REVIEW: The JBL L-100 Classic Change for the better!

By Jeff Dorgay

In the 70s and throughout the 80s, the JBL L-100 was a very successful loudspeaker. Having a production run from 1970 to the mid-80s, the L-100 sold in more significant numbers than any other model, and perhaps one of the greatest selling speakers in audio history.

For those squealing about the $4,000/pair cost, a quick look at a currency calculator reveals that the $546 it took to buy a pair of L-100s in 1970 is worth about $3,700 in 2019. By comparison, a brand new Camaro (V8 sport coupe, not a Z28) back in 1970 was about $3,100, and a new Camaro goes out the door, moderately appointed (but still with a V8) is about $45,000. Clearly, JBL has done a better job of keeping pace with inflation. However, to be fair, a 1970 Camaro in great shape will fetch 50 to 100 thousand dollars at auction. A clean pair of L-100 originals about $1,500.

Considering what three to four thousand dollars buys in a pair of speakers these days, the new JBL will not be everyone’s cup of, but the value they do bring to the table is unmistakable. There are definitely more audiophile-y speakers out there, but to this writer, loudspeakers are like buying a painting. Some prefer the French impressionists, while others like Andy Warhol, and yet others like something else.

If you want more resolution and a broader sound field, think about a pair of comparably priced MartinLogans, or Magnepans. If you’d like a midrange that does a better job with the human voice, think about some Harbeths, Grahams, or ProAcs. We all know that there are tons of choices, and $4k/pair is an excellent speaker budget. You should be able to find something you love with four thousand bucks in your pocket.

Just as one person would rather peel out with a nearly 600 horsepower Dodge Challenger than get a wimpy four-cylinder Porsche Cayman S that is only about 300 horsepower (but goes around corners way better), it’s easy to see the attraction. Fun can be delivered within different paradigms and still be fun.

Comparing to the originals

It’s incredibly easy to let a romanticized past get the better of you. And as a boomer to all of you in younger generations, laugh now. Winter gets longer and more treacherous the older you get. It happens. But we try not to play it that way.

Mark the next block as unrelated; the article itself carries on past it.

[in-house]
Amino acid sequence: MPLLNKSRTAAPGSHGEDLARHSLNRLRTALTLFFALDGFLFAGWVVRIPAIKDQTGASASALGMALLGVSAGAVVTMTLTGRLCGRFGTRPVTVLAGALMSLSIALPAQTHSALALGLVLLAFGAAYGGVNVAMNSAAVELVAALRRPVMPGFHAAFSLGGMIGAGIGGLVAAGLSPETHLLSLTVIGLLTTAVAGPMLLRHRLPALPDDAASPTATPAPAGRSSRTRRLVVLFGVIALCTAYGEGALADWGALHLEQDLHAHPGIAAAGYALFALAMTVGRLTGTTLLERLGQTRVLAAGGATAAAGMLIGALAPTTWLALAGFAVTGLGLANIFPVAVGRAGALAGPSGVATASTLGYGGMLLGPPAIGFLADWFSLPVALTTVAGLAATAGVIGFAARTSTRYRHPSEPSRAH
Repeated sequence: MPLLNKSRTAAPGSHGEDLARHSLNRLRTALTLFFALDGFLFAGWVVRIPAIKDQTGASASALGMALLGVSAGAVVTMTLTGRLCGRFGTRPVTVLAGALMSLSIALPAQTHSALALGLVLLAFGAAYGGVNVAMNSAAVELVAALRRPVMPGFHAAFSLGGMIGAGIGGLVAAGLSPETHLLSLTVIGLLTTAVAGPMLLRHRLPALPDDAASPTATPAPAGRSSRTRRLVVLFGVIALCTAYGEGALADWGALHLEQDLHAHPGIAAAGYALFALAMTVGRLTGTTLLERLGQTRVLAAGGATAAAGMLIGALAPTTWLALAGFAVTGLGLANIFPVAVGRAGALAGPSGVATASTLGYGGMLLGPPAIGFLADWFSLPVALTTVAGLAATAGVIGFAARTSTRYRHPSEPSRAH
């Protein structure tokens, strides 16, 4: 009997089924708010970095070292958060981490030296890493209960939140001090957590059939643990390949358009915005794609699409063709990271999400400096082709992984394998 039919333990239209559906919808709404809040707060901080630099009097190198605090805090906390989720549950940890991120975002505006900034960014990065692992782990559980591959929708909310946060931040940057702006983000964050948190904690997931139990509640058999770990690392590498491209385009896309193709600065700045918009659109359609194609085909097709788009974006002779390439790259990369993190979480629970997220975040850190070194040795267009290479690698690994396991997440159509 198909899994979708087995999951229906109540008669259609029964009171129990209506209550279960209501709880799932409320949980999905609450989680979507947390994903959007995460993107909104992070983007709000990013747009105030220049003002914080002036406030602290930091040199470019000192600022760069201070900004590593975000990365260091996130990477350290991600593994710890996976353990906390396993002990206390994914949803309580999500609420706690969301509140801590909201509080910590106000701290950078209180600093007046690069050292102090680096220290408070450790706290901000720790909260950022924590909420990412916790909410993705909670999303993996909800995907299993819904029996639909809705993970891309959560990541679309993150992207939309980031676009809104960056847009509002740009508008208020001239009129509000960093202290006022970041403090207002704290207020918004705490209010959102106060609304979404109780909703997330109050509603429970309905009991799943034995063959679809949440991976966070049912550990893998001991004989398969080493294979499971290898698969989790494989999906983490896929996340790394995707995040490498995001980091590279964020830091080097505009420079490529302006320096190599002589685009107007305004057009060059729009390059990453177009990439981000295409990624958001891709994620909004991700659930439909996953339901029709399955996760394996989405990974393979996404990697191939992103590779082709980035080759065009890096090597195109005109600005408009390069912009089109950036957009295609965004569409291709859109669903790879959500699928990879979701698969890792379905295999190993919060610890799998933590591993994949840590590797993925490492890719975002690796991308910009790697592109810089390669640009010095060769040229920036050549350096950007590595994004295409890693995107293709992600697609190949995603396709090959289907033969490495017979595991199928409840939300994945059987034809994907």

With a pair of mint originals at hand to make a direct comparison, it underlines even further what great speakers the new Classics are. The originals still have an unmistakable cool factor, and there are several updated crossover kits on that market that are claimed to make the originals otherworldly, but that has to be another day. One can only tweak so much.

Unlike today’s reimagined muscle cars paying fairly close visual homage to their 70s counterparts, the L100 classic looks incredibly close, whether the grilles are on or off. The pulp cone midrange driver (albeit updated) and woofer (same) are still in place, though today’s 12-inch woofer now sports a rubber cone surround, where the original featured a pleated paper surround. The paper coned tweeter in the original is now replaced by a titanium dome, which incidentally, JBL has done an excellent job at taming.

Best of all, the sculpted foam grille remains. When I sold these speakers back in the late 70s, everyone knew that grille. Whether on purpose or by accident back then, this was part of what made the L-100 an icon. And this charm remains. Foam choices are orange, blue, and brown.

My originals are orange, so it felt like a great idea to get more subdued brown ones this time. Fortunately, your JBL dealer can supply the other colors for $249 a pair, so I foresee some blue ones in my future. (Ed. note: since this was originally published earlier this year in our 100th anniversary issue, I have acquired a blue set, thanks to staffer, Tom Casselli, who now has the orange. Hmmm.)

While many snooty late 70s/early 80s audiophiles dismissed the L100 of the day, it was a much better speaker than many gave it credit for. Unfortunately, most mass-market retailers sold em with a crappy Kenwood receiver (or something else equally dreadful) that didn’t have the current drive to tame the woofer, or the refinement to get a decent top-end response. I always seemed to remember that connecting my pair up to a Conrad Johnson MV50 was pretty rocking, but again, that memory thing.

This time though, I was right. Hooking the original JBL’s up to the PrimaLuna EVO400 monoblocks with a full complement of EL34 tubes is indeed glorious, and in fact, even better than I remember.

Out with the old, in with the new